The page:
Under the bed

I was scared of going back home.

I feared return more than I missed my parent, or my dog. I feared going back to the same patterns of screaming and fighting that resounded throughout the house. I feared the unhinged monster that my other parent seemed to have become, from my parent’s account, and from my own conversations. I feared getting into a fight myself, one that would cement my fear into a reality that yes, my house was no longer the safe haven I could go back to.

So I convinced myself with all my heart that I was better off where I was. I told myself had too much work, I was mentally exhausted and that this would just add to the exhaustion. With so much unrest, I wouldn’t be able to recover. With twelve hours left for my flight home, I considered cancelling, and just… Not going back. I didn’t want to stay where I was, and I didn’t want to go back. But, with no other options, I got on that plane, and I got back home.

And home… Home became another opportunity to realise that the Universe would place me before my worst fears, until I opened my eyes and saw it for what it was – a lesson.

Through all this mental rumination and shadow play, what I didn’t take into consideration was that I had changed. I had been my lone caregiver, and my sole responsibility had fallen on my shoulders. I had stayed in a house that was as big as my living room back home, and I’d managed to make that house a home for me, as well. I was no longer restricted or repressed – I had been as free as I could ever be in this life. I had flown, I had roamed, I had seen. I had seen so much.

The walls that had once seemed stifling were now comforting. The small, isolated chunk of heaven that was my room now seemed palatial. And my demonised and harried parents both seemed… Familiar and welcoming.

And most importantly… I was no longer part of it. I was a guest.

In fact, things were worse than when I’d left. My dog was feeling his age – in fact, all the geriatrics were feeling their age. One parent had given up on sanity existing in the house, and the other was feeling the effects of their first attempt at trying psychotherapy. It was chaos, to say the least.

But, the sense of familiarity, the sense of being known, seen and heard, of being safe and in the company of those who knew and loved me was quite heady. It did take me some time to get comfortable, as my knee jerk reaction to having my door opened as I slept was to sit up straight in bed faster than my conscious senses could follow. But in the few days that I had, I emotionally recharged myself, physically refreshed myself, and found myself in a space that was, despite my initial thoughts, the safest space in the world.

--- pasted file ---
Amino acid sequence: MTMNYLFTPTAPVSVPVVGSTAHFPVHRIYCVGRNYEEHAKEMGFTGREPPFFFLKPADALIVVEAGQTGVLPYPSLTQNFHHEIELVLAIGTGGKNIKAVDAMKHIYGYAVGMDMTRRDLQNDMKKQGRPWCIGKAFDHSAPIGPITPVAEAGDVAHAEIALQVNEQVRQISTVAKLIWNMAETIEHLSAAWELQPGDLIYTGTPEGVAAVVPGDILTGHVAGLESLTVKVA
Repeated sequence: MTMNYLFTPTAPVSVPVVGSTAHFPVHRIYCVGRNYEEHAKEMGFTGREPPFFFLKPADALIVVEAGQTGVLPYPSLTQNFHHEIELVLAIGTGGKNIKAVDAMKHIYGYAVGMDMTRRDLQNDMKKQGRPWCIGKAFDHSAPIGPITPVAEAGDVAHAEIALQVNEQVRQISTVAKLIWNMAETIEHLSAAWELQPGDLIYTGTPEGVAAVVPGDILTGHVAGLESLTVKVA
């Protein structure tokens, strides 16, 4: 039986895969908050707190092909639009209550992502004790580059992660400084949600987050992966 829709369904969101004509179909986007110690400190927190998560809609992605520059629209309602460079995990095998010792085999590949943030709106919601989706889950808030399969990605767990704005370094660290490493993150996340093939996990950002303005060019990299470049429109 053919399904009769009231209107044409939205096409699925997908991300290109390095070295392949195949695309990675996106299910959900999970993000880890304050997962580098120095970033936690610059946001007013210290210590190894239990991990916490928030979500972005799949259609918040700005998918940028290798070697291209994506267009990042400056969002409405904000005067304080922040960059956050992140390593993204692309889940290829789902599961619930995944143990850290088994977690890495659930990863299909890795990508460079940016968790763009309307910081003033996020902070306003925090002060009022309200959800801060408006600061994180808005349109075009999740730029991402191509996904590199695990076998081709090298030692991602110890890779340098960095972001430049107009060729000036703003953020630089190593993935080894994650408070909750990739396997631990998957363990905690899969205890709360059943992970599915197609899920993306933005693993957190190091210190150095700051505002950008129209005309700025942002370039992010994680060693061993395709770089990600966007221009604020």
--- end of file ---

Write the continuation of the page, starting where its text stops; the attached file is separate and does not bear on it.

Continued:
And as I sat in my bedroom on that last day, I was filled with dread, loneliness and reluctance. I felt like a bird that had perched after a long period of migratory flight, with wings rested, thirst quenched and hunger alleviated. Excitement was no longer the lone emotion that filled me at the thought of the journey ahead, but was accompanied, and sometimes overshadowed, by a sense of exhaustion. I was already so weary, and the journey ahead seemed drawn-out and daunting. Why couldn’t I just stay here, where it was safe? Where I wasn’t all alone? Where I was known, heard and loved?

I let the anxiety and the sadness wash over me, the waves reducing in intensity as time passed. The distortions I created in my mind about the path ahead of me were the same distortions that I had created of my home – a large prison where one parent was the jailor, and, the other, the prisoner. The new city I lived in, a chaotic jungle, and my new home, a lonely, but safe, enclosure.

The loneliness I feel now is so intense it’s almost awe inspiring, rather than overwhelming. Looking at my own feelings with some detachment, I realise that so much of what allowed me to be happy in my home town came from what I learnt in my new home – independence, responsibility, self awareness, and a newfound interest in washing the dishes. If it wasn’t for this experience, I wouldn’t have grown enough to see home for what it truly is, and my life for what it needs to be.

So as I grapple this insane sense of seclusion, I remind myself to enjoy even this feeling because one day, I’d look back on these days, and recognise the freedom and self sufficiency for what they truly are – a opportunity at living my life the best I can.

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